Unless you are porting code that has already successfully run on other 64-bit processors (Alpha, PA RISC, SPARC64, etc.) you may also need to look for places where your code is not 64-bit clean. For example, HP* relates in their experience with porting tools to IA-64 Linux that the version of ping they converted made assumptions about the timeval structure, specifically that it was 8 bytes long, instead of the 16 by defined in the IA-64 Linux.
Another big problem will be hand-tuning that was done on other architectures, particularly hand-coded assembler. Some developers have a bad habit of removing the original C code when in-line assembler is added. Assembler on IA-64 is such a pain in the butt that it's better just to stick with what the compiler generates. If you just can't stand leaving C code alone, then use a separate file that defines the assembler function and call it from the C code. Use register-passing to keep the performance up - the function-calling system in Itanium processors is relatively inexpensive.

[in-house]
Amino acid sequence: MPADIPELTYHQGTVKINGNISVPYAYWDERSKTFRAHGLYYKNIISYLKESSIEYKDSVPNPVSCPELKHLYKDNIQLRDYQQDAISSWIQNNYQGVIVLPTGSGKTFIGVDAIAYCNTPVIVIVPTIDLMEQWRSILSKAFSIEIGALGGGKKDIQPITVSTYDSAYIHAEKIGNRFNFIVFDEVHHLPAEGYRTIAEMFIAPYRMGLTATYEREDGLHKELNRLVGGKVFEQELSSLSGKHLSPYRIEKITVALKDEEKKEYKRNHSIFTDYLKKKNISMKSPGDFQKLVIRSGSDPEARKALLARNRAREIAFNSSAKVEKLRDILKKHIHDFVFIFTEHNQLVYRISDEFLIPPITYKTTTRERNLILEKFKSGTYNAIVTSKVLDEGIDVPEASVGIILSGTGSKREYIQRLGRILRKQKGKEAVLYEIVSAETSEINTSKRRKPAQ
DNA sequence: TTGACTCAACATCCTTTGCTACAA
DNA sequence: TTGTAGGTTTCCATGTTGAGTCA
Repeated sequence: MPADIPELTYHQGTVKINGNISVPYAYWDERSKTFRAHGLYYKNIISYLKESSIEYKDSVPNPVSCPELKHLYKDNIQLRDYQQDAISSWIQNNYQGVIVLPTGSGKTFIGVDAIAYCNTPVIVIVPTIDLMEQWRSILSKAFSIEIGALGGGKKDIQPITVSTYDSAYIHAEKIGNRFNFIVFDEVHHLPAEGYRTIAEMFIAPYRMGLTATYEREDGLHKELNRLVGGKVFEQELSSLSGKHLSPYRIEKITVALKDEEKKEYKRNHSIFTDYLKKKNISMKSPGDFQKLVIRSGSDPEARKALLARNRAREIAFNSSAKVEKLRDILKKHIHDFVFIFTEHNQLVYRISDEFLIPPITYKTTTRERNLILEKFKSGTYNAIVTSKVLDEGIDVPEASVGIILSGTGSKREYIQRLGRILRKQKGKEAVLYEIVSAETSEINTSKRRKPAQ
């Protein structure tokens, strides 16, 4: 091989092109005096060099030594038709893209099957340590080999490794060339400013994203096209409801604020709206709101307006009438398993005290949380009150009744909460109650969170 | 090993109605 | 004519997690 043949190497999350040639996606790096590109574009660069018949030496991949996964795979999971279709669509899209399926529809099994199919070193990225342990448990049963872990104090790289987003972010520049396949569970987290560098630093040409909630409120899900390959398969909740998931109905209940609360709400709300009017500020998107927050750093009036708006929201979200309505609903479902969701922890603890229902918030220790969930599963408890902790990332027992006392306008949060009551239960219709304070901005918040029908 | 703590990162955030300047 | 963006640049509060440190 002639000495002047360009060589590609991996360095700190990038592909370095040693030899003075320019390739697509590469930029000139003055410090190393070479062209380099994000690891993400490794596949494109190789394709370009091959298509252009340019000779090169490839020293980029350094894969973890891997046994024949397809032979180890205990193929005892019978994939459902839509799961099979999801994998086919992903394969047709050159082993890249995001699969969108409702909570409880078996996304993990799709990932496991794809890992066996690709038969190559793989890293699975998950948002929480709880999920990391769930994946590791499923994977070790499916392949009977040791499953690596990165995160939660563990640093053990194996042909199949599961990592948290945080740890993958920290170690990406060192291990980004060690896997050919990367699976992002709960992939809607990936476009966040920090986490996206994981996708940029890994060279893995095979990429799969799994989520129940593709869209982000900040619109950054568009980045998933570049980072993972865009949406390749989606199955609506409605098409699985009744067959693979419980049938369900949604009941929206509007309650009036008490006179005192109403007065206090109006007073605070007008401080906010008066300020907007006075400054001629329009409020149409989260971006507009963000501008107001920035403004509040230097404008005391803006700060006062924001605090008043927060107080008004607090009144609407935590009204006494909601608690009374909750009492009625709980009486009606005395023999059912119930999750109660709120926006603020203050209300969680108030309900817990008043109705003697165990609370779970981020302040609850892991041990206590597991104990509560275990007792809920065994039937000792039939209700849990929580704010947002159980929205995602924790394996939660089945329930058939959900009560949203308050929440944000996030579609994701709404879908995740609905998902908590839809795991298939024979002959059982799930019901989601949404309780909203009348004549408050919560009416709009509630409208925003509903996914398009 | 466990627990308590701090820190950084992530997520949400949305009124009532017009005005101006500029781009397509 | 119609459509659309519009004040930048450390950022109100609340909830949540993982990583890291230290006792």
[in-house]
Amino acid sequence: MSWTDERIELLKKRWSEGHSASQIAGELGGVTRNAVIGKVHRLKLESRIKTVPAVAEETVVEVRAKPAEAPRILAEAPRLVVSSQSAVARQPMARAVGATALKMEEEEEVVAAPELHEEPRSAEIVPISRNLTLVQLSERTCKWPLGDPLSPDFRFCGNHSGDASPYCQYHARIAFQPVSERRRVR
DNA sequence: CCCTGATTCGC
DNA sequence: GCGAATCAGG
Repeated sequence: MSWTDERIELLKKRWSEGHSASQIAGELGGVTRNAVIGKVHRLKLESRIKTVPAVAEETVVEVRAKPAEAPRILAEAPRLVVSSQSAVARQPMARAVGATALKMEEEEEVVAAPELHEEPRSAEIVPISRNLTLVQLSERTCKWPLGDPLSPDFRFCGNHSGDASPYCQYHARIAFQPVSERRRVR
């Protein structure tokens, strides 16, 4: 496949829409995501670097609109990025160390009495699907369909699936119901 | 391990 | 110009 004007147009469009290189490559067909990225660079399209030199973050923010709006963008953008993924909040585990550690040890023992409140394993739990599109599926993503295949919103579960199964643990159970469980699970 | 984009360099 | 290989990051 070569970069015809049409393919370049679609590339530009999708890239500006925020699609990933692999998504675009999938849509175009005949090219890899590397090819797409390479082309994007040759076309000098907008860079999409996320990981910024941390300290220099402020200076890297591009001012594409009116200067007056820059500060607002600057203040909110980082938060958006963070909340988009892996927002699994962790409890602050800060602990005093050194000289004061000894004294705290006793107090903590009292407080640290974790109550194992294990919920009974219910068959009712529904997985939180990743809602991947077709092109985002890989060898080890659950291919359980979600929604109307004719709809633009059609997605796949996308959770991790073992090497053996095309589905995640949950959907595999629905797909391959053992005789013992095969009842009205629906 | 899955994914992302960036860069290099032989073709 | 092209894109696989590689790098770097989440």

Keep Them Data Types Straight
The char and short types are as you would expect, one and two bytes respectively. The int type is four bytes. The long and the long long type are eight bytes. The floating types are pretty much the same as in other systems: the float type is four bytes, the double type is eight bytes, and the long double type is ill-defined in length at this time. Pointers are, of course, eight bytes long.